CDM 2015: Better Creativity, Innovation, Business & Safety

CDM 2015: Better Creativity, Innovation, Business & Safety

Written by Paul Bussey, Associate, Scott Brownrigg

CDM 2015 is not a major departure from 2007 but it is arguably a radical attempt to further improve construction safety, whilst encouraging proportionate innovation and creativity of designers’ approaches and better business practices for all by a reduction in unnecessary bureaucracy.

As Professor Loefsted pointed out in his government report, the CDM regulations are generally fit for purpose, but need simplification and clarification to combat the overzealous misinterpretations which have hijacked the process into a quasi-legal paper chase. Risk averse members of the construction industry have taken moral high ground stances whilst passing their risks onto other duty holders to deliver solutions on their own without the support of a collaborative risk sharing approach as was originally intended.

The excellent intentions of Latham & Egan for the industry to better communicate, coordinate and collaborate have been lost and subverted as a result of overprotective professional indemnity insurance and other legalistic approaches to risk on what is criminal law, but is actually the implementation of common safety and common sense.

The target setting nature of the regulations are both their strength and their weakness. On the one hand, their non-prescriptive nature allows a considerable amount of interpretation and flexibility to achieve enhanced safety on projects. However, on the other hand, this leaves a huge ambiguity with respect to what constitutes a proportionate response to design and construction risks. How far is “so far as reasonably practicable (sfarp)” when it comes to designer duties which are all qualified by this seemingly obvious but actually very complicated legal term? Indeed, its interpretation is fundamental to collaborative design decisions on any project, and the words of some comfort for any designer confronted with a construction related safety investigation.

If sfarp is ”balancing the level of risks against measures needed to control the real risks in terms of money, time and trouble“ as stated in the regulations, what does this actually mean? Should the time and effort to deal with a low in probability but high consequence risk be the same as that for a low consequence but highly probable one?

Is there such a thing as a tolerable level of risk that accepts common place risks and only expects us to deal with ”significant risks” ie those risks that are not necessarily the greatest risks but those (H&S risks) that are not likely to be obvious (to a capable contractor), are unusual and are likely to be difficult to manage during design and construction effectively?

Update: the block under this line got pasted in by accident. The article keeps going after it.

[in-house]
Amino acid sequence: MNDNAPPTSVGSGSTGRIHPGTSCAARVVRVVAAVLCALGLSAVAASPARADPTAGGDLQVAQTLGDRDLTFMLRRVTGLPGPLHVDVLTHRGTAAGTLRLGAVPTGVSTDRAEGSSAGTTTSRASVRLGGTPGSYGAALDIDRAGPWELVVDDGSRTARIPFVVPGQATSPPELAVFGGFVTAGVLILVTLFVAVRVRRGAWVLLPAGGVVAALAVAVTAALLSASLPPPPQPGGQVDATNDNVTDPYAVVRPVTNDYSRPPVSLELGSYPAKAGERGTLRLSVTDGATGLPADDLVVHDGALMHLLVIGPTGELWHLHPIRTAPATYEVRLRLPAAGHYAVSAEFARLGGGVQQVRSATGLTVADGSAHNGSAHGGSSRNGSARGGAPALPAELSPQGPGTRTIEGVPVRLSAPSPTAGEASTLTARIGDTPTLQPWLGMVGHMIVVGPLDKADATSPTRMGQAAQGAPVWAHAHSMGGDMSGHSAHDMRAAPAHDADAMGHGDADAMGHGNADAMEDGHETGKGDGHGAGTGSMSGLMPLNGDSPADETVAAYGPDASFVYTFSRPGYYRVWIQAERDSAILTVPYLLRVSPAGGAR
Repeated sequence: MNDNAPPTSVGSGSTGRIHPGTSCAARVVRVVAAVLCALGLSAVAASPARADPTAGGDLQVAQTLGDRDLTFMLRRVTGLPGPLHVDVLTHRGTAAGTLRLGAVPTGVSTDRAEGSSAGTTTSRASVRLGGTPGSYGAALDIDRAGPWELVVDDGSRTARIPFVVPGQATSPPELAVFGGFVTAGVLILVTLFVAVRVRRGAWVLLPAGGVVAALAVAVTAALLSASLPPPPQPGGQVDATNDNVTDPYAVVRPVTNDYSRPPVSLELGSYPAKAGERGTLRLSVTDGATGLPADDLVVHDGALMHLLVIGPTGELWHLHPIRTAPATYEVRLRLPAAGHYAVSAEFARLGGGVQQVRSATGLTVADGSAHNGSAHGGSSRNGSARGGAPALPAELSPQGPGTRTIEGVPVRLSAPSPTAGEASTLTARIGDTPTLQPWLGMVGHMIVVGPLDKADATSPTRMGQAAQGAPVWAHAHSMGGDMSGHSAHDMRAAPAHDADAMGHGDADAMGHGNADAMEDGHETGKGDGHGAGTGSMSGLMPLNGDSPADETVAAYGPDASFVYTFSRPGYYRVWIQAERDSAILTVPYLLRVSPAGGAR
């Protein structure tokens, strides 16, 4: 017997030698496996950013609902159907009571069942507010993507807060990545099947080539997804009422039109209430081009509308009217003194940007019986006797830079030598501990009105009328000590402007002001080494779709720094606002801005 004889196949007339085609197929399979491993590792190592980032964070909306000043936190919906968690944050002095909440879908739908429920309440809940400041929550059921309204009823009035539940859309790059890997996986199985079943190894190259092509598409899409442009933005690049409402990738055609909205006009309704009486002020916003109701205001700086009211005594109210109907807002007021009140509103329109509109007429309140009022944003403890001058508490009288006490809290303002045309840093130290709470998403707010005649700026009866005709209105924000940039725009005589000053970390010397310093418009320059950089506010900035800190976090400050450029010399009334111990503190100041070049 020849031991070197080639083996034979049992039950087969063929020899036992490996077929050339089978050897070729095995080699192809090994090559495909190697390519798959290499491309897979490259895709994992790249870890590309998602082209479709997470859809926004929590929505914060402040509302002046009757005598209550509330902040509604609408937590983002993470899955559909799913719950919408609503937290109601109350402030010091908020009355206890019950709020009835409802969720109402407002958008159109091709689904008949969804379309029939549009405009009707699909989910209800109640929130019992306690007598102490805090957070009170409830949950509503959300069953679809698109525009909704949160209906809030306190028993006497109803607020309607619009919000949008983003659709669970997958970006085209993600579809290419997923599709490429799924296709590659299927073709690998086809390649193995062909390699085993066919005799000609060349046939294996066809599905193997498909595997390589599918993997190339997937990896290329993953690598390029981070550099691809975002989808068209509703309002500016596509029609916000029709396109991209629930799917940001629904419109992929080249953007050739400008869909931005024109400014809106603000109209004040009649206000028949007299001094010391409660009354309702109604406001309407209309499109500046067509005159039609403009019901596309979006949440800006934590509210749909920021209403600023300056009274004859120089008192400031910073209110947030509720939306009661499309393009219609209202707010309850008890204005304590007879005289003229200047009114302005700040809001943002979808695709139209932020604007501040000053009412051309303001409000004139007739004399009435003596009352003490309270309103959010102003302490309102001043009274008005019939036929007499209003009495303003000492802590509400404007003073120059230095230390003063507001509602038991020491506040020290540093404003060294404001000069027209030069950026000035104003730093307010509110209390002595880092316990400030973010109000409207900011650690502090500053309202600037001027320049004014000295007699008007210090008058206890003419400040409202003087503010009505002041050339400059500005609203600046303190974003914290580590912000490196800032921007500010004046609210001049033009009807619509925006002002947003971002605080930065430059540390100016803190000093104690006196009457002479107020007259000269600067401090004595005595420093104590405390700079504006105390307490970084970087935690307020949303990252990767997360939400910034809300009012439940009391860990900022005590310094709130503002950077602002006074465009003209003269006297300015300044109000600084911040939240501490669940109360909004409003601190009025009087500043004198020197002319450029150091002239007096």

Whilst this is all rather confusing to the average client, architect, designer or contractor, it has been the responsibility of the “CDM coordination“ fraternity to unravel this relative complexity to help project teams deliver their aspiration successfully, especially within a CDM text. However because the CDM-C’s primarily perceived themselves to be Client Advisor without “designer responsibilities” this proportionate interpretation is left as an “impenetrable mystery” and the cause of a tangible “disconnect” within the industry.

The HSE have therefore decided, as recommended by the design professions of the industry, that this “Health and Safety Coordination“ function, role or duty, the Principal Designer, needs to be embedded into the design team as originally intended by the 1994 Regulations & the EU Directive.

This then allows the CDM issues to be considered at an early project stage within the design process and facilitates a design friendly approach to health and safety integration, whilst encouraging better and safer construction methods on site.

Further Information

Paul is an Associate Technical Consultant at Scott Brownrigg and has 35 years of experience as an architect, the last 20 years of which he has worked with architects and the wider industry to apply the CDM regulations to design projects.

Paul's book: CDM 2015 A practical guide for architects and designers is now available from RIBA Publications. There will also be a book launch next Wednesday 29th April at the Scott Brownrigg offices from 6 to 8pm. Click here for details.

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